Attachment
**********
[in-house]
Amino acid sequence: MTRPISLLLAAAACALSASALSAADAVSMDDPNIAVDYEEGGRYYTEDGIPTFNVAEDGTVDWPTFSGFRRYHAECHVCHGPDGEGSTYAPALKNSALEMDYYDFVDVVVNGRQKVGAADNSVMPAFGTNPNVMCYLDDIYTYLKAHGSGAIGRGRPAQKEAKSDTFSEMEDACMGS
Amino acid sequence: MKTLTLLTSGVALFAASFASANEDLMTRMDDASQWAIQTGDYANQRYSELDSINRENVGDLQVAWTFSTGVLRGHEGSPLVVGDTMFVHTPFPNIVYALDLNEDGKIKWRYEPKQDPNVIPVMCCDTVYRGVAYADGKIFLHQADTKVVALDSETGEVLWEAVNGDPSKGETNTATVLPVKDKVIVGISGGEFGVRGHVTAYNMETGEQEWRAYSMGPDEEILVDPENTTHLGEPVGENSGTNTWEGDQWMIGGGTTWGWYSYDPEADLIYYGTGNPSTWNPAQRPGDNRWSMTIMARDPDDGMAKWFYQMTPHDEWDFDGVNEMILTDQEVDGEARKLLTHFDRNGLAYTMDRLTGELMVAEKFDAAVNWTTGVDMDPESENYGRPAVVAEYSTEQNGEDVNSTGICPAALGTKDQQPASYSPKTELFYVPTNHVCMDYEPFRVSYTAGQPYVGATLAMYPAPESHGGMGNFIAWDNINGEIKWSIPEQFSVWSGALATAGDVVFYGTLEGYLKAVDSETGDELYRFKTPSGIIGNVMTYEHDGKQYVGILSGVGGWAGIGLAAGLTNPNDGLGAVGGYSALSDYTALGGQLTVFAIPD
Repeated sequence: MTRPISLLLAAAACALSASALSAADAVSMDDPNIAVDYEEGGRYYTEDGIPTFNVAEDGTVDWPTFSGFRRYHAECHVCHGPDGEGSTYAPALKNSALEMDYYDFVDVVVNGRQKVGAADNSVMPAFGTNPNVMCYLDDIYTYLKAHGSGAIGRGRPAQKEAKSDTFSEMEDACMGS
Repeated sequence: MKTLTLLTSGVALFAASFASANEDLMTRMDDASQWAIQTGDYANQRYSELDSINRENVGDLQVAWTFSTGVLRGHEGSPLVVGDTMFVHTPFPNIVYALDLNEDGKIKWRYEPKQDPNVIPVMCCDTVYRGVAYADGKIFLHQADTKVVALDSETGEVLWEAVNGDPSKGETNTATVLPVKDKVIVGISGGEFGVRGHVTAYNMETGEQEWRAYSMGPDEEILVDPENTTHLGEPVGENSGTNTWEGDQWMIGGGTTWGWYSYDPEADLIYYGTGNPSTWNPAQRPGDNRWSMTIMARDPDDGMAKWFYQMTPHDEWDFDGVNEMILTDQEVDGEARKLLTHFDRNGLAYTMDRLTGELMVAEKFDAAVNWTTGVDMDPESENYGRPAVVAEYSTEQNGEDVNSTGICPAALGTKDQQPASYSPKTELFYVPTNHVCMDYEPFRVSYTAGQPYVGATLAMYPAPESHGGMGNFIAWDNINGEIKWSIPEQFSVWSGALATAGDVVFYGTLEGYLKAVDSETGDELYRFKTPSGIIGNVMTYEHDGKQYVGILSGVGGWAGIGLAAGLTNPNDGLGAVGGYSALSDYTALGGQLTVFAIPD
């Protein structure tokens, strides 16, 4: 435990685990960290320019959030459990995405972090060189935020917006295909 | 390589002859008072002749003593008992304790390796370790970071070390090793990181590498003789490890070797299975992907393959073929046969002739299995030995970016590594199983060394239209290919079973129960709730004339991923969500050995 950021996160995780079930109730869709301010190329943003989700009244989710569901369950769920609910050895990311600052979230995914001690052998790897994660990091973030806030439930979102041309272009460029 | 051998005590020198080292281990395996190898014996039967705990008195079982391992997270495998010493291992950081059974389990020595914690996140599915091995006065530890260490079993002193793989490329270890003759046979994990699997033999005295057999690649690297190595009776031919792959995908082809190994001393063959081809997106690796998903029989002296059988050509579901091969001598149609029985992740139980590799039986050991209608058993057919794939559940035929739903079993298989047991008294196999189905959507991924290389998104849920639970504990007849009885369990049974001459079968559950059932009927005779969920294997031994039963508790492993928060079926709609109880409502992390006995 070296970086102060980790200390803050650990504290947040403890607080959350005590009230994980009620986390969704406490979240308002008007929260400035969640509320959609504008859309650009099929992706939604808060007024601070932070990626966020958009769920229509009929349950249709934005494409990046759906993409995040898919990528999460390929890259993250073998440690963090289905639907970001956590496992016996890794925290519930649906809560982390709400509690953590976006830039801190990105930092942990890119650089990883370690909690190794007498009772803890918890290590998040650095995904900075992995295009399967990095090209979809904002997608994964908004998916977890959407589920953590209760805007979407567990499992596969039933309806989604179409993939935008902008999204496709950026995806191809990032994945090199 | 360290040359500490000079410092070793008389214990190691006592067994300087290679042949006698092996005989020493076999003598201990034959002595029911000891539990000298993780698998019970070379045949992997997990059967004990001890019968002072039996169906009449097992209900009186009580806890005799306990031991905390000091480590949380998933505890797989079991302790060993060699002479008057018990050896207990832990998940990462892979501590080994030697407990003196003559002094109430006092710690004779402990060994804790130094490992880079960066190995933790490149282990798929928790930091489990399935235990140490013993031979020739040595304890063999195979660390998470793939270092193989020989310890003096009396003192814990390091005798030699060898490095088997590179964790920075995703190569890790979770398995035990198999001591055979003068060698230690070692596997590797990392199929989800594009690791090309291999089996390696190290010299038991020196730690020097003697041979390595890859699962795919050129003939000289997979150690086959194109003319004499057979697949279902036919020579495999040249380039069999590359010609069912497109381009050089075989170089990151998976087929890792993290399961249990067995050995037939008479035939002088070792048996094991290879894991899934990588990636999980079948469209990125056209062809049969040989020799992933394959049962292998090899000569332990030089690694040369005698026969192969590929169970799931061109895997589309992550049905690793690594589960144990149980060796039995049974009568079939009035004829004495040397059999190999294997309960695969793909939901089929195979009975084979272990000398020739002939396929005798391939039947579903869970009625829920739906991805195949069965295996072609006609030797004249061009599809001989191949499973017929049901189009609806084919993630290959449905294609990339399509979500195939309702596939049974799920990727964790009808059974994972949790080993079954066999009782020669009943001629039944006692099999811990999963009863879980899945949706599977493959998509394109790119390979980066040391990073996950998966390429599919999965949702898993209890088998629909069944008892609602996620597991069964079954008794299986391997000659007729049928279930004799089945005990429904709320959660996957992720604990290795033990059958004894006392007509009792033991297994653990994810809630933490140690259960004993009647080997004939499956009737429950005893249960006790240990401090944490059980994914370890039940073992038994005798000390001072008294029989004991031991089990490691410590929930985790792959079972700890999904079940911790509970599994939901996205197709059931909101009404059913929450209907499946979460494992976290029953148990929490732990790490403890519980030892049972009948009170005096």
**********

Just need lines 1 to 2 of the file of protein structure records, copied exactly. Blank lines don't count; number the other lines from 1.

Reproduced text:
[in-house]
Amino acid sequence: MTRPISLLLAAAACALSASALSAADAVSMDDPNIAVDYEEGGRYYTEDGIPTFNVAEDGTVDWPTFSGFRRYHAECHVCHGPDGEGSTYAPALKNSALEMDYYDFVDVVVNGRQKVGAADNSVMPAFGTNPNVMCYLDDIYTYLKAHGSGAIGRGRPAQKEAKSDTFSEMEDACMGS